JULY 7th 2012
Heading out of Tavernier in The Florida Keys, we started our day in 4-5 foot seas in search of the sometimes elusive Mahi-Mahi. Birds were abundant and in flocks small enough to keep us from thinking that they were over Bonita.
It was about 8:30am. We spotted a few birds that we ran up on and decided to toss live pinfish under them (I know, baits could have been better, but we didn’t take the time to pick them off the reef – bait store only had the pinnies!). We threw bonita and ballyhoo chunks as well as a couple jigs and – BOOM!!! Our baits were destroyed! Our excitement drastically came to a close when the fish were quickly brought to the boat – we realized that they all had about 2-6 inches to grow before they were legal. Not having a tower on the boat, we had difficulty determining if there were any potential keepers in the bunch. After letting the little guys go and sifting through a school of at least 500 shakers, we proceeded to repeat the aforementioned scenario several times until most of our spirits (and mono leaders!) were broken. We did manage to box a gaffer bull (wooohooo, Melissa!) and one small, barely legal lifter. Hey, we found ’em, right?!?
I know at some point, we all were wondering how we were going to share a half of a filet with our families! It was closing in on 1pm and most of us were wary about staying out any longer since it appeared as though the skies had darkened and we were about to get dumped on by some of Mother Nature’s finest. We started running back towards Tavernier – with lightning popping not too far from us in all directions! Being the die-hard fishing freaks that we are, we vowed to stop ONLY if something looked severely promising and was possibly worth risking that one-in-ten-thousand chance of being struck by lightning in your lifetime. What can I say, we’re nuts. The ocean started kicking up even more and about two or three more times, we found a group of birds over sargassum patches which led us to pick up a couple more keepers on trolled, skirted ballyhoo and two more on pitched chunks. We decided that we had enough dinner for everyone and made our way back towards the most non-threatenting looking area of The Keys (Tavernier thankfully appeared to be clearing from the crazy afternoon storms).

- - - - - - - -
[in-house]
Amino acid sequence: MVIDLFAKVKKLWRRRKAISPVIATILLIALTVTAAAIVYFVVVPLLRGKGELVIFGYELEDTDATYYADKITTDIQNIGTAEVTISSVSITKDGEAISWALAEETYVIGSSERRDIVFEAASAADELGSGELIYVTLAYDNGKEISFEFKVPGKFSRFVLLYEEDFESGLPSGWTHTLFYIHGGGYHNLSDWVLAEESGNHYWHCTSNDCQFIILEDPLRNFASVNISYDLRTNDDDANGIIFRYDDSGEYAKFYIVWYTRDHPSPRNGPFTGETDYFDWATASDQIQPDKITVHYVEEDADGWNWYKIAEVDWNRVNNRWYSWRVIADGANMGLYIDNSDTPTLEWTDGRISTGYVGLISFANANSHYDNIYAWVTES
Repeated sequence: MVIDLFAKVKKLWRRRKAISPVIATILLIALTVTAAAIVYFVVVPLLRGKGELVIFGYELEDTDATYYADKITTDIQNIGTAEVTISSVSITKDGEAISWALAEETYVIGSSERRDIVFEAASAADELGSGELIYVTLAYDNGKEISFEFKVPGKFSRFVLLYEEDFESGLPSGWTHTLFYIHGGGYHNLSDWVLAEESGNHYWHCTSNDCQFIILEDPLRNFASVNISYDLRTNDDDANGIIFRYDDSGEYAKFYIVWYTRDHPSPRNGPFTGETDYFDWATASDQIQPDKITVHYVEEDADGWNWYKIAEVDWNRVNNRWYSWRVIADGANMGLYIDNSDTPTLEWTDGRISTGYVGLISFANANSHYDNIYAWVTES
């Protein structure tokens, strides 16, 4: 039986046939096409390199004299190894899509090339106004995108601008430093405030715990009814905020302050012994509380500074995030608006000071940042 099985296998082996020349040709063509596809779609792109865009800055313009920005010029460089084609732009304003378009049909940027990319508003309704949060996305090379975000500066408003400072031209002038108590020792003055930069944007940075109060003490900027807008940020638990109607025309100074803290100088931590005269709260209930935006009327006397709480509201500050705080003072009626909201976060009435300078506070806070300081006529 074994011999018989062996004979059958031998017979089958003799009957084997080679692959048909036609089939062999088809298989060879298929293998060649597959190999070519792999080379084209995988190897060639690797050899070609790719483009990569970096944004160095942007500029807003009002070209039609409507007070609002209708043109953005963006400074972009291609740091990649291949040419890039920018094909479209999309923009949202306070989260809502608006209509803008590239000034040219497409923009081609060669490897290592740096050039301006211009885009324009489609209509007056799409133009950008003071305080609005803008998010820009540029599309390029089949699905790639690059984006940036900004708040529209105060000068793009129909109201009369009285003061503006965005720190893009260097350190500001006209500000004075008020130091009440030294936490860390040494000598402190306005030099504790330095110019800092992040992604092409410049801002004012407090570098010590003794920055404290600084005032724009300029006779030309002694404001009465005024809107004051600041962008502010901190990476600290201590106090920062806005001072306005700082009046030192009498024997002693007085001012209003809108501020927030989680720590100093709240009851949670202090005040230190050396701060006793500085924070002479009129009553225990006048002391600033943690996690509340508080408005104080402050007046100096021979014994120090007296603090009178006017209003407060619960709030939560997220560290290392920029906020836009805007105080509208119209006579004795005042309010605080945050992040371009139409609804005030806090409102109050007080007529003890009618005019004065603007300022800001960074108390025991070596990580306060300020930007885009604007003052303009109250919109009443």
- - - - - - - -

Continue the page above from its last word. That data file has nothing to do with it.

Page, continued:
Just as we were settling down for the ride in, one of our guys spotted a frigate flying low and “one, two, three, no – four, no-wait-five…five birds and a frigate flying low!!!!!! Yeahhhh!!!!!!” At that moment, it was like a fanatical frenzy to make sure the baits were rigged, properly skirted, and set perfectly in the spread. Jake, our “Cap-For-The-Day” circled us around the wheeling birds and diving frigate and within 20 seconds of setting the lines, that magnificent, almost musical sound of drag quickly peeling off the reel filled the air and then….it jumped. Big-ass dolphin. Sweet! About two seconds later, his girlfriend joined the party and the games began. I got the privilege of getting the little lady to the side of the boat which was gaffed and boxed perfectly by Rhett. Our Bull of the Day decided to put up a little bit of a fight. Eric worked him in perfectly after a few last runs and after one of those arrhythmia-causing gaff misses (don’t worry Rhett, you redeemed yourself – lol!), the second shot got him in the boat.
Well, all I can say is when you’re still not completely seasoned in Dolphin Fishing, a nice-sized bull like this can make you act like you won the damn lottery…or at least on our boat it does. Yea, we get excited – super excited. But, what’s fishing if you can’t have a little fun?? Today just goes to show you that the morning bite may not be the end of the day’s show…don’t give-up on the afternoon. Unless you’ve got lightening striking around you…then consider it…maybe.
BIG thanks to Panee C. who got the amazing jump shot of our bull – check him out on our home page!!
Ali Hobson – Islamorada/Fort Myers/Vero Beach – on the “Frigate About It”